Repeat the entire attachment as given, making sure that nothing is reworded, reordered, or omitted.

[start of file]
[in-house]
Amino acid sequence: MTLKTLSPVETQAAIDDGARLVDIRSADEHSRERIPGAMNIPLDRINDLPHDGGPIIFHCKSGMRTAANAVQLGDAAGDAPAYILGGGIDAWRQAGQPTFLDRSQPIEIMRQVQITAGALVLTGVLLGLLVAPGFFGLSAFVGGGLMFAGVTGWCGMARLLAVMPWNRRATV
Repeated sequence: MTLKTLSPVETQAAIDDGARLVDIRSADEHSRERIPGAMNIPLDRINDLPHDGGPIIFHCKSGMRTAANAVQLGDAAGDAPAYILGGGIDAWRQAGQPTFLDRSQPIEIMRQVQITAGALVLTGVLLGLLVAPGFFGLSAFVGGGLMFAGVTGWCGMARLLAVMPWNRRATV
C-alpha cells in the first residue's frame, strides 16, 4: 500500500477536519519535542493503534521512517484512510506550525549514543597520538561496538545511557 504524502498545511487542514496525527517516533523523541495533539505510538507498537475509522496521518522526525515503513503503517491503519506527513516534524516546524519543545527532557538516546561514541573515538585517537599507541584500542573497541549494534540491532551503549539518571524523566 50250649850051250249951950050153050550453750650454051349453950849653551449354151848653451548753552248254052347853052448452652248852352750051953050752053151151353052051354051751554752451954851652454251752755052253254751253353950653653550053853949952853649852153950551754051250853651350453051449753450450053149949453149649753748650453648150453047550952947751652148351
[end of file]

[in-house]
Amino acid sequence: MTLKTLSPVETQAAIDDGARLVDIRSADEHSRERIPGAMNIPLDRINDLPHDGGPIIFHCKSGMRTAANAVQLGDAAGDAPAYILGGGIDAWRQAGQPTFLDRSQPIEIMRQVQITAGALVLTGVLLGLLVAPGFFGLSAFVGGGLMFAGVTGWCGMARLLAVMPWNRRATV
Repeated sequence: MTLKTLSPVETQAAIDDGARLVDIRSADEHSRERIPGAMNIPLDRINDLPHDGGPIIFHCKSGMRTAANAVQLGDAAGDAPAYILGGGIDAWRQAGQPTFLDRSQPIEIMRQVQITAGALVLTGVLLGLLVAPGFFGLSAFVGGGLMFAGVTGWCGMARLLAVMPWNRRATV
C-alpha cells in the first residue's frame, strides 16, 4: 500500500477536519519535542493503534521512517484512510506550525549514543597520538561496538545511557 504524502498545511487542514496525527517516533523523541495533539505510538507498537475509522496521518522526525515503513503503517491503519506527513516534524516546524519543545527532557538516546561514541573515538585517537599507541584500542573497541549494534540491532551503549539518571524523566 50250649850051250249951950050153050550453750650454051349453950849653551449354151848653451548753552248254052347853052448452652248852352750051953050752053151151353052051354051751554752451954851652454251752755052253254751253353950653653550053853949952853649852153950551754051250853651350453051449753450450053149949453149649753748650453648150453047550952947751652148351